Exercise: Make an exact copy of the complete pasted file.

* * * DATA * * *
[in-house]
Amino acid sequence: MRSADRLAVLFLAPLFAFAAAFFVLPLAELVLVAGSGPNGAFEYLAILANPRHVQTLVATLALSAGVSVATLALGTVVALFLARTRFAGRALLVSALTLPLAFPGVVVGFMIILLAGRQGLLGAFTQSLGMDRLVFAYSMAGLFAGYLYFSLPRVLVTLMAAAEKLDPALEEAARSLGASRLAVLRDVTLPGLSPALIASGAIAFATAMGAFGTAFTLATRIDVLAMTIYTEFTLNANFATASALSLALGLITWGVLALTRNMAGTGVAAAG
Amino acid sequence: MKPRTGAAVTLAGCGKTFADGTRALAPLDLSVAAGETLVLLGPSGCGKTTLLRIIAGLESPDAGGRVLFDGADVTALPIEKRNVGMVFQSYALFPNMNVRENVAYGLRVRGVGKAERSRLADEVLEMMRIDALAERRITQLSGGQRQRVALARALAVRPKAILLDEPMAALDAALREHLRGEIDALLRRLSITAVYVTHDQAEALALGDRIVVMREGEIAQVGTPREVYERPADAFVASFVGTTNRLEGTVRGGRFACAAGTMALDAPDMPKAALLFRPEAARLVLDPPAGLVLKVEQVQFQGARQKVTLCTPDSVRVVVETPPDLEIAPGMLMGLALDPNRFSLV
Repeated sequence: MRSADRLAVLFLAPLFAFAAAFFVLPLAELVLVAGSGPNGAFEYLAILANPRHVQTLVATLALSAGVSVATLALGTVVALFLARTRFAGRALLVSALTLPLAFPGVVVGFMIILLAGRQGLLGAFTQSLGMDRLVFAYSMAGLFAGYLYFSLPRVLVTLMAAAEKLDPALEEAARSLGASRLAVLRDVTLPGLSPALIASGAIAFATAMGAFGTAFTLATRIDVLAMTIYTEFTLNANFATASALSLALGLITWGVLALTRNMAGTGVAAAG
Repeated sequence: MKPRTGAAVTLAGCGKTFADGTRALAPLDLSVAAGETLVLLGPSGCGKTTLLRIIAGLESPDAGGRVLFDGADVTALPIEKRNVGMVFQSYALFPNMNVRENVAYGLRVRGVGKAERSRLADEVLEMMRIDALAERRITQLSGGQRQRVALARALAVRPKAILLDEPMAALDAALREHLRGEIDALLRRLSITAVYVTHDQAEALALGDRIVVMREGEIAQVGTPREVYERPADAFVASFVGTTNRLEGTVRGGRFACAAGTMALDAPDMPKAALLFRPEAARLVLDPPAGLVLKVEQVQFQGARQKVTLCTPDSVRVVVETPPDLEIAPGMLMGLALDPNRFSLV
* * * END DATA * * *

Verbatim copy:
[in-house]
Amino acid sequence: MRSADRLAVLFLAPLFAFAAAFFVLPLAELVLVAGSGPNGAFEYLAILANPRHVQTLVATLALSAGVSVATLALGTVVALFLARTRFAGRALLVSALTLPLAFPGVVVGFMIILLAGRQGLLGAFTQSLGMDRLVFAYSMAGLFAGYLYFSLPRVLVTLMAAAEKLDPALEEAARSLGASRLAVLRDVTLPGLSPALIASGAIAFATAMGAFGTAFTLATRIDVLAMTIYTEFTLNANFATASALSLALGLITWGVLALTRNMAGTGVAAAG
Amino acid sequence: MKPRTGAAVTLAGCGKTFADGTRALAPLDLSVAAGETLVLLGPSGCGKTTLLRIIAGLESPDAGGRVLFDGADVTALPIEKRNVGMVFQSYALFPNMNVRENVAYGLRVRGVGKAERSRLADEVLEMMRIDALAERRITQLSGGQRQRVALARALAVRPKAILLDEPMAALDAALREHLRGEIDALLRRLSITAVYVTHDQAEALALGDRIVVMREGEIAQVGTPREVYERPADAFVASFVGTTNRLEGTVRGGRFACAAGTMALDAPDMPKAALLFRPEAARLVLDPPAGLVLKVEQVQFQGARQKVTLCTPDSVRVVVETPPDLEIAPGMLMGLALDPNRFSLV
Repeated sequence: MRSADRLAVLFLAPLFAFAAAFFVLPLAELVLVAGSGPNGAFEYLAILANPRHVQTLVATLALSAGVSVATLALGTVVALFLARTRFAGRALLVSALTLPLAFPGVVVGFMIILLAGRQGLLGAFTQSLGMDRLVFAYSMAGLFAGYLYFSLPRVLVTLMAAAEKLDPALEEAARSLGASRLAVLRDVTLPGLSPALIASGAIAFATAMGAFGTAFTLATRIDVLAMTIYTEFTLNANFATASALSLALGLITWGVLALTRNMAGTGVAAAG
Repeated sequence: MKPRTGAAVTLAGCGKTFADGTRALAPLDLSVAAGETLVLLGPSGCGKTTLLRIIAGLESPDAGGRVLFDGADVTALPIEKRNVGMVFQSYALFPNMNVRENVAYGLRVRGVGKAERSRLADEVLEMMRIDALAERRITQLSGGQRQRVALARALAVRPKAILLDEPMAALDAALREHLRGEIDALLRRLSITAVYVTHDQAEALALGDRIVVMREGEIAQVGTPREVYERPADAFVASFVGTTNRLEGTVRGGRFACAAGTMALDAPDMPKAALLFRPEAARLVLDPPAGLVLKVEQVQFQGARQKVTLCTPDSVRVVVETPPDLEIAPGMLMGLALDPNRFSLV